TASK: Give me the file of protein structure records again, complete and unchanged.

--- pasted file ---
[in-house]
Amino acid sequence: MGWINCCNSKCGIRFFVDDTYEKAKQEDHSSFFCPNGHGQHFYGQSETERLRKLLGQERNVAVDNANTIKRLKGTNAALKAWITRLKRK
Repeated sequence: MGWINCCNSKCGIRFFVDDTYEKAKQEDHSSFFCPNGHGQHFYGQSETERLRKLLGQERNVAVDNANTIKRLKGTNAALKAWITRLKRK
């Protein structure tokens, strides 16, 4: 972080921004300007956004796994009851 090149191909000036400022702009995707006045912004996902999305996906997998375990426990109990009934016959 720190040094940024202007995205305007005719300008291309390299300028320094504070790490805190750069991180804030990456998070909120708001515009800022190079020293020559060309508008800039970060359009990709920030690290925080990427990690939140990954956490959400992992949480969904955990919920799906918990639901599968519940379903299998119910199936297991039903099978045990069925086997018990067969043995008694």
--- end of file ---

[in-house]
Amino acid sequence: MGWINCCNSKCGIRFFVDDTYEKAKQEDHSSFFCPNGHGQHFYGQSETERLRKLLGQERNVAVDNANTIKRLKGTNAALKAWITRLKRK
Repeated sequence: MGWINCCNSKCGIRFFVDDTYEKAKQEDHSSFFCPNGHGQHFYGQSETERLRKLLGQERNVAVDNANTIKRLKGTNAALKAWITRLKRK
């Protein structure tokens, strides 16, 4: 972080921004300007956004796994009851 090149191909000036400022702009995707006045912004996902999305996906997998375990426990109990009934016959 720190040094940024202007995205305007005719300008291309390299300028320094504070790490805190750069991180804030990456998070909120708001515009800022190079020293020559060309508008800039970060359009990709920030690290925080990427990690939140990954956490959400992992949480969904955990919920799906918990639901599968519940379903299998119910199936297991039903099978045990069925086997018990067969043995008694």